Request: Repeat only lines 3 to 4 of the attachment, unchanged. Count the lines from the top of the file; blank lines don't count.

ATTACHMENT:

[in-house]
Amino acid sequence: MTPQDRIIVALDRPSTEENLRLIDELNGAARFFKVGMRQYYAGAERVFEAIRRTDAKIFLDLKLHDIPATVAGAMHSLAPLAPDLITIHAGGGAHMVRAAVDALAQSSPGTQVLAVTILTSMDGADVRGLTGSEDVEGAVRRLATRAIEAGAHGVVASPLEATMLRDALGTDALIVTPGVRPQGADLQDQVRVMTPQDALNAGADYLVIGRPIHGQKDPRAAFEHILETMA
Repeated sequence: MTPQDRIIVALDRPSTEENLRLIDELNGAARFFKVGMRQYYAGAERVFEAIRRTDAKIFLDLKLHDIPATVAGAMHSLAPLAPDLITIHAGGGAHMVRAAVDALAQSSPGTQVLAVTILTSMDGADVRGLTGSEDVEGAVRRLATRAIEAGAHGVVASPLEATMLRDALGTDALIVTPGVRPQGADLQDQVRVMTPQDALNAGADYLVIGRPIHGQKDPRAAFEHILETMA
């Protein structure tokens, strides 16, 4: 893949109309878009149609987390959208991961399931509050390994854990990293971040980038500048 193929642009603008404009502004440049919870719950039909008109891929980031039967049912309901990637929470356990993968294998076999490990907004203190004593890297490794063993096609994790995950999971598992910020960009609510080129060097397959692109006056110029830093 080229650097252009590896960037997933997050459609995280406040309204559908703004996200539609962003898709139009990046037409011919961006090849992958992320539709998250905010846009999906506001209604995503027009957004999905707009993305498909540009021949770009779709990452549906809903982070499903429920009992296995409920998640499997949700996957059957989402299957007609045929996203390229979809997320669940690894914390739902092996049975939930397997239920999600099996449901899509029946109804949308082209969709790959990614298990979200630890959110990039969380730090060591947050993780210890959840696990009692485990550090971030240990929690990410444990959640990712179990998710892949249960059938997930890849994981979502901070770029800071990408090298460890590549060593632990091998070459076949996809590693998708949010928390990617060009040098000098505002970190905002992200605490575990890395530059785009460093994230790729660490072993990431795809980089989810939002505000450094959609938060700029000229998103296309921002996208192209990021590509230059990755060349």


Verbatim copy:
Repeated sequence: MTPQDRIIVALDRPSTEENLRLIDELNGAARFFKVGMRQYYAGAERVFEAIRRTDAKIFLDLKLHDIPATVAGAMHSLAPLAPDLITIHAGGGAHMVRAAVDALAQSSPGTQVLAVTILTSMDGADVRGLTGSEDVEGAVRRLATRAIEAGAHGVVASPLEATMLRDALGTDALIVTPGVRPQGADLQDQVRVMTPQDALNAGADYLVIGRPIHGQKDPRAAFEHILETMA
């Protein structure tokens, strides 16, 4: 893949109309878009149609987390959208991961399931509050390994854990990293971040980038500048 193929642009603008404009502004440049919870719950039909008109891929980031039967049912309901990637929470356990993968294998076999490990907004203190004593890297490794063993096609994790995950999971598992910020960009609510080129060097397959692109006056110029830093 080229650097252009590896960037997933997050459609995280406040309204559908703004996200539609962003898709139009990046037409011919961006090849992958992320539709998250905010846009999906506001209604995503027009957004999905707009993305498909540009021949770009779709990452549906809903982070499903429920009992296995409920998640499997949700996957059957989402299957007609045929996203390229979809997320669940690894914390739902092996049975939930397997239920999600099996449901899509029946109804949308082209969709790959990614298990979200630890959110990039969380730090060591947050993780210890959840696990009692485990550090971030240990929690990410444990959640990712179990998710892949249960059938997930890849994981979502901070770029800071990408090298460890590549060593632990091998070459076949996809590693998708949010928390990617060009040098000098505002970190905002992200605490575990890395530059785009460093994230790729660490072993990431795809980089989810939002505000450094959609938060700029000229998103296309921002996208192209990021590509230059990755060349």